No ransom payments to terrorists, Cameron tells Nato
David Cameron has told fellow Nato leaders they should not pay ransoms to terrorists who kidnap their citizens.
He said militant groups like Islamic State (IS), which is holding a Briton hostage, use ransom money for weapons, kidnappings and plots around the world.
Speaking on the first day of the Nato summit in Newport, the prime minister reminded leaders of commitments agreed last year not to pay terrorist ransoms.
During the day, he repeatedly refused to rule out UK air strikes against IS.
But he said any UK action must be part of a "fully formed strategy" including the Iraqi government, Kurdish authorities and other states in the region.
IS has threatened to kill British aid worker David Haines, whom it has been holding for more than a year, unless US air strikes on its positions in Iraq stop.
Mr Haines, a 44-year-old father of two from Perth, was taken hostage in Syria in March 2013.
Mr Cameron said he understood the UK's policy of not paying ransoms was "difficult" for the families of hostages, and he said he was "personally supervising" efforts to free Mr Haines.
The two-day Nato summit in Newport began on Thursday and, speaking at a gala dinner at Cardiff Castle on Thursday evening, Mr Cameron reminded fellow leaders of commitments agreed at last year's G8 summit not to pay ransoms.
The UK government has always said it will not pay ransoms, but hostages from other countries have been released, allegedly after large sums were paid.
Speaking before the dinner, Mr Cameron said such payments were "utterly self-defeating"
"It is worse than self-defeating, it is actually a risk to us back at home," he added.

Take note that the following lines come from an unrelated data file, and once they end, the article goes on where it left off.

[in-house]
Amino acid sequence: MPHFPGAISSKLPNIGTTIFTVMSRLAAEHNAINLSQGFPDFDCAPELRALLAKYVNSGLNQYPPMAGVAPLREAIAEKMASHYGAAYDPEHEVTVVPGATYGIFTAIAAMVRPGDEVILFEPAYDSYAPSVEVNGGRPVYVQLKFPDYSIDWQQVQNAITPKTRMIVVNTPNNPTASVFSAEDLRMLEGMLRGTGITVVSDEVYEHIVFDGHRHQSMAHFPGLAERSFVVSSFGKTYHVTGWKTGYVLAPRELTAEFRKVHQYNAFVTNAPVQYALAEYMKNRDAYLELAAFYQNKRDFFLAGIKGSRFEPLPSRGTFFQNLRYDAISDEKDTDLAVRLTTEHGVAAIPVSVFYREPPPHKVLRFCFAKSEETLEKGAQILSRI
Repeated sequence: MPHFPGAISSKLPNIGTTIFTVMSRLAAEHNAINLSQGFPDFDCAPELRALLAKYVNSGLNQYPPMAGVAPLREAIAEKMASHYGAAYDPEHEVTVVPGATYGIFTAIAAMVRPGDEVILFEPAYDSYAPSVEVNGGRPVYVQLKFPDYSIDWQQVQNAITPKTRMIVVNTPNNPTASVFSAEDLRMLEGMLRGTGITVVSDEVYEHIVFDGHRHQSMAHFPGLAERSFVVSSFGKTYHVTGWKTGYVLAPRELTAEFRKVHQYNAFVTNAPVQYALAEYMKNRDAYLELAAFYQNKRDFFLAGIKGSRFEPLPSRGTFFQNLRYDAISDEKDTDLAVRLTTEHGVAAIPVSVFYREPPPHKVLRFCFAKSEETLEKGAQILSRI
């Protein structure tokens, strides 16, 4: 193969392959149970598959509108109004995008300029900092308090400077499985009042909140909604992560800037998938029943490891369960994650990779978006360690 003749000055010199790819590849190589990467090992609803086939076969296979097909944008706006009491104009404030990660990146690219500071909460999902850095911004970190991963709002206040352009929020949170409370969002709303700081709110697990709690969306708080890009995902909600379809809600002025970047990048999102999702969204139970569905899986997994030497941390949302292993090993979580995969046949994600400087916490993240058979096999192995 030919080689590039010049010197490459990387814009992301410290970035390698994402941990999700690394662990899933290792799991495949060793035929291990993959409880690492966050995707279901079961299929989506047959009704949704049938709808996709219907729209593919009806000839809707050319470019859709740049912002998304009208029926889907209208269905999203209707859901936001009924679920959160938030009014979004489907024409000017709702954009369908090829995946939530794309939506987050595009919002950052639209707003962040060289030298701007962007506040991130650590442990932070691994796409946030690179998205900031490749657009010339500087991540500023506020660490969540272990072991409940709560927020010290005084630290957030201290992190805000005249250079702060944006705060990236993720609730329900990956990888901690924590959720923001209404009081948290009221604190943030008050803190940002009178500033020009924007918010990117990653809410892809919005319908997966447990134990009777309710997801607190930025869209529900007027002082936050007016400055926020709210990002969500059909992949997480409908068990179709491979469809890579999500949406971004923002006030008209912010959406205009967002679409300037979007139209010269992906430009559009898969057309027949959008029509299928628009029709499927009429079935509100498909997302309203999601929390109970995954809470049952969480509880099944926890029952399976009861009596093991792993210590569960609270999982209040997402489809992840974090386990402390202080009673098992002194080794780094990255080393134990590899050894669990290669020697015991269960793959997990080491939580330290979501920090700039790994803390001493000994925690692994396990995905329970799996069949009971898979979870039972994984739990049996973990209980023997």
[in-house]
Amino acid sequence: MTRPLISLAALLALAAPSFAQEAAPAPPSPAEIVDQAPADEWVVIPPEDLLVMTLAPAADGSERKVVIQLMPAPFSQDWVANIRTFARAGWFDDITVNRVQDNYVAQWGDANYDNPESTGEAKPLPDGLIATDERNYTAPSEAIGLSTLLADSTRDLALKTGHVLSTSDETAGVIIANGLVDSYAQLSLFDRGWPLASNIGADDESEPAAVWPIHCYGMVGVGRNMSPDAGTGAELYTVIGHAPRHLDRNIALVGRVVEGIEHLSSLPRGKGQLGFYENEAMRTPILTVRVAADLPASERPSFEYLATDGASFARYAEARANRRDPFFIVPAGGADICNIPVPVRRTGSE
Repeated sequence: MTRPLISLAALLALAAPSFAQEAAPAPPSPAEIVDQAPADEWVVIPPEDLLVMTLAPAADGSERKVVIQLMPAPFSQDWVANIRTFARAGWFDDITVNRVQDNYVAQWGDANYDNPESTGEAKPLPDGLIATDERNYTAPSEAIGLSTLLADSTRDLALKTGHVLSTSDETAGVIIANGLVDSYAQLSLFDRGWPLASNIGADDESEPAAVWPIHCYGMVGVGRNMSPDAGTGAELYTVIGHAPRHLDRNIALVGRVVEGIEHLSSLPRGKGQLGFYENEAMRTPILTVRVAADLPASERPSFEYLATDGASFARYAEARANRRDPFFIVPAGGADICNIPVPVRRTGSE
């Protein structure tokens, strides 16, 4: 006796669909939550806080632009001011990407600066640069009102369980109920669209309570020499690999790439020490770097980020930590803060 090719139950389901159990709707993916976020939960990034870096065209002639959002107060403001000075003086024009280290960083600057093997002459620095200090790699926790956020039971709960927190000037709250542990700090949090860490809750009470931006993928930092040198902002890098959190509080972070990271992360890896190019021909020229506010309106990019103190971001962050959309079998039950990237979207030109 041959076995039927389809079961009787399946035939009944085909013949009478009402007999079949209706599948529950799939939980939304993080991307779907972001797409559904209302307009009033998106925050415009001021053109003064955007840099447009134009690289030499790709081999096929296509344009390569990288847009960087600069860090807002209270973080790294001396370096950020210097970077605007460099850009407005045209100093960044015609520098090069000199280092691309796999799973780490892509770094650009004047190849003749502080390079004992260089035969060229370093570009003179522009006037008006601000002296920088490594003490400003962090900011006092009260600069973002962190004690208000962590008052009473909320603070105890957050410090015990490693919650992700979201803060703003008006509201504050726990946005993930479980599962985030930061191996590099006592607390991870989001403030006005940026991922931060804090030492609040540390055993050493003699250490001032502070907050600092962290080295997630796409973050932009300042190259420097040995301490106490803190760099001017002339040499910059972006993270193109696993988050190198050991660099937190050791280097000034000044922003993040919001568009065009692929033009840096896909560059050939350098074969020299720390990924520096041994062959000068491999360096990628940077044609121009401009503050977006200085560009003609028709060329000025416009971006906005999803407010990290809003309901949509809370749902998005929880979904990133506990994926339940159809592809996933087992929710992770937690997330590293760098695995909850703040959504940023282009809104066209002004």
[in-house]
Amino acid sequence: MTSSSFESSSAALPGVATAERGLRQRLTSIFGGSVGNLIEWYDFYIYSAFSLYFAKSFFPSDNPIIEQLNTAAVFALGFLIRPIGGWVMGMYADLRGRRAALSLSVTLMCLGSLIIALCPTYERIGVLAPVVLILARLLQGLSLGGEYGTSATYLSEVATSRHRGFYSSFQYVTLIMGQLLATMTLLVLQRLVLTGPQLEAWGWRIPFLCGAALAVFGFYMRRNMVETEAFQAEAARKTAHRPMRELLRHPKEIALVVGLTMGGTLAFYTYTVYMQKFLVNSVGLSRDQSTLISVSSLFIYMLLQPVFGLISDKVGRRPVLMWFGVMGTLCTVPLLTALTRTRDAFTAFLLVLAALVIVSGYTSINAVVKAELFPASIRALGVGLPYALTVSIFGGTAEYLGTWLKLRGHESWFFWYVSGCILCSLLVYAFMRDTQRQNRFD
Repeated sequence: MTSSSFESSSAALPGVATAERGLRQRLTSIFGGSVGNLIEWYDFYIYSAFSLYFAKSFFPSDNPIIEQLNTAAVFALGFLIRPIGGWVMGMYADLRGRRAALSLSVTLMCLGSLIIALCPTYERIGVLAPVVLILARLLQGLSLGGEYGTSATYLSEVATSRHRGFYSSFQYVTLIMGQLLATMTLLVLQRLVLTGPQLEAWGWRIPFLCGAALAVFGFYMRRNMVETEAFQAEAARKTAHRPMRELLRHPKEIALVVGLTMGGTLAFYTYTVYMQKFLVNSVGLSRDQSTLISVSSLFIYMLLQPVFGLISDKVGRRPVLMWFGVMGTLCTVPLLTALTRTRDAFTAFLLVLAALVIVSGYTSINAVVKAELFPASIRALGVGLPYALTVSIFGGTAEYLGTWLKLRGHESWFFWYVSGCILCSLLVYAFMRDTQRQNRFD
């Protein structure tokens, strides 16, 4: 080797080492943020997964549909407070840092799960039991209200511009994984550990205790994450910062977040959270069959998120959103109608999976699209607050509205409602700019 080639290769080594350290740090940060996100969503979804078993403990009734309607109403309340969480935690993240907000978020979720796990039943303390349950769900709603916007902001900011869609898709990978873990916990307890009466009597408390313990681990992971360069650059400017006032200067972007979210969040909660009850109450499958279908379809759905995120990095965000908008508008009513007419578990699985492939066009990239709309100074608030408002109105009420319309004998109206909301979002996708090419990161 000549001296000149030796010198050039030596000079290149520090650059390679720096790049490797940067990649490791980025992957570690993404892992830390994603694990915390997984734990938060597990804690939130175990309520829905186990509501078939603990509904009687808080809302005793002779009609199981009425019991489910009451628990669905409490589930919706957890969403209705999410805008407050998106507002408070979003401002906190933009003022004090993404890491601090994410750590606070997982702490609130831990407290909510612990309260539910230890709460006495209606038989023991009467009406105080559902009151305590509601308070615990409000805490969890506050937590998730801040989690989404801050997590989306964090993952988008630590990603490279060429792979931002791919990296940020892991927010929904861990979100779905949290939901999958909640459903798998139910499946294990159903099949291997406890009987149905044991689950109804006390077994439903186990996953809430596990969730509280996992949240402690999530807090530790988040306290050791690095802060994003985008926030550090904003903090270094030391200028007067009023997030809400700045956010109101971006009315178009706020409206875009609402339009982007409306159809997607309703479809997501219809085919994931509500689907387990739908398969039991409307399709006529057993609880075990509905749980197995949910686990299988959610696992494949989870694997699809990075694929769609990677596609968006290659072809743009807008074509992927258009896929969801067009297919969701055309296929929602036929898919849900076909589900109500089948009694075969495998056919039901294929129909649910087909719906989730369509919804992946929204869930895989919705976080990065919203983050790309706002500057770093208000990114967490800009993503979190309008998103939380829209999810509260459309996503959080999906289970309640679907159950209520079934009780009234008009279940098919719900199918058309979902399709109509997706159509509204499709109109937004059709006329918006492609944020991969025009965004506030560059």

"All those people who signed these declarations know that what matters is not your signature on a declaration but not letting money be paid to terrorist kidnappers, because that money goes into arms, it goes into weapons, it goes into terror plots, it goes into more kidnaps."
IS, which has seized large areas of Iraq and Syria and declared a new caliphate - or Islamic state - has killed two US hostages in recent weeks.
Tory MPs canvassed
Mr Cameron said Britain would use "everything we have in our armoury" to defeat IS
"I think sometimes people think that there is no strategy unless it simply consists of air strikes," he said.
"That is not the case. What it needs is a fully formed strategy to squeeze this from every angle.
"That is what you are getting from this conference."
He said any action must not be "Western intervention over the heads of neighbouring states".
Asked if strikes could be launched without Syrian backing, Mr Cameron said President Assad's government was "illegitimate" because of its "war crimes".
The BBC understands Conservative MPs are being canvassed by party whips for their views on military action against IS.
Labour leader Ed Miliband said he "would look at the merits" of any British strike the government proposed, while Deputy Prime Minister Nick Clegg said any air strikes "would have to be part of a wider approach which hasn't been assembled yet".